Pasture-Raised Chicken and Eggs

All our chickens are raised on pasture as soon as they are old enough to handle the elements, normally at two weeks of age. They are kept in large day range paddocks both of which are moved on a regular basis. Chickens raised on pasture will get 1/3 to 1/2 their diet from grass. Recent USDA study found that pasture raised chickens have 21% less total fat, 30% less saturated fat, 28% fewer calories. The breast meat was so lean that it could be considered “fat free”. At the same time the meat had 50% more vitamin A and 100% more omega-3’s.

Three things that makes our chicken excellent:

Healthier meat

Our chickens love salad. By raising chickens right on the pasture, the chickens spend a great deal of time eating grass and bugs. This natural diet is much healthier then the “fast food” diet they are fed in factory farms. And the chickens have plenty of room to move around and get the exercise needed to make lean yet extremely flavorful and tender meat. The fresh air and sunshine produce healthy birds that do not need the routine antibiotics that are mixed right into the feed on factory farms.

Cleaner Meat

We process most of our chickens on site and by hand. We also use a small, local, family-run processor for some small batches of chicken throughout the year. We use plenty of clean, cold water, and make sure we only process chickens in small batches to prevent any contamination. I am proud to be able to look my customers in the eye and hand them a chicken that I know is safe for their family. If you are ever up to it, we would be happy to have you come out on processing day.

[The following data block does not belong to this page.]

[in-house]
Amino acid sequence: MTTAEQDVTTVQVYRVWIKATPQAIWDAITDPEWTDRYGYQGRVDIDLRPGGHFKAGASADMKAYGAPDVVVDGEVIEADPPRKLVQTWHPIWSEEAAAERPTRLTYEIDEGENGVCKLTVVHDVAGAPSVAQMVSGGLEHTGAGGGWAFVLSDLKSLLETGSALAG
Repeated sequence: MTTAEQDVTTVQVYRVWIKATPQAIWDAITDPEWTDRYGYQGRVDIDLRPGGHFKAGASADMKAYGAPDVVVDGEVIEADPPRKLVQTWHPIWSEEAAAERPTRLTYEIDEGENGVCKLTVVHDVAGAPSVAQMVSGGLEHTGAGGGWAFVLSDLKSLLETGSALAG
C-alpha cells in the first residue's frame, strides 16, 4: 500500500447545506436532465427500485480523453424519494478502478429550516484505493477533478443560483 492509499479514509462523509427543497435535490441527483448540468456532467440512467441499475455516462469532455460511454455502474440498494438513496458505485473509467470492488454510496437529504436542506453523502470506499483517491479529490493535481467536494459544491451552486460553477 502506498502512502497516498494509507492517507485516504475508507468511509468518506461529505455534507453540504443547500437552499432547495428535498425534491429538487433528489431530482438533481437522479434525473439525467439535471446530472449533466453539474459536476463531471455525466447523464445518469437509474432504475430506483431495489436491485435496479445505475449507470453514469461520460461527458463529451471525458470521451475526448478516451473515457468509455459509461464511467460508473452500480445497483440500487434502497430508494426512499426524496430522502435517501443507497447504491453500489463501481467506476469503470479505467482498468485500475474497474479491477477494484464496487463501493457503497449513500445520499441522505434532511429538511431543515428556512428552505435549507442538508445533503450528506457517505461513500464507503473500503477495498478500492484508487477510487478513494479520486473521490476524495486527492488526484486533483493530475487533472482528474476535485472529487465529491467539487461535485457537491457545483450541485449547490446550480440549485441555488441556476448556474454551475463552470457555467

Respect for nature

Most conventional chickens, including “free-range organic” never see the light of day, literally. You don’t have to be an activist to recognize that the conditions in our nation’s factory farms are a disgrace. At our farm, we try to understand the natural inclination of our animals and use these inclinations in a holistic way to create healthy animals, a healthy farm, and a overall better community. We invite you to be a part of it.


chickens2Our laying hens live in an RV camper that we move around the farm. In nature, herds of grazing animals such as buffalo are followed by birds that would sanitize the prairie. In the same way, we rotate our grazing animals such as cows and goats, and then follow them with our laying hens. This ensures that our laying hens always have access to fresh pasture. Like all our animals, our hens are never given any hormones or routine antibiotics.

There is a remarkable difference between pastured eggs and conventionally raised eggs. The whites are firm and do not run across the pan and the yolks are bright orange and creamy. The bright orange yolks are due to the large amounts of beta-carotene in the pasture they eat. Studies have shown pastured eggs have 10% less fat, 40% more vitamin A, and a whopping 400% more omega-3s as well as 34% less cholesterol.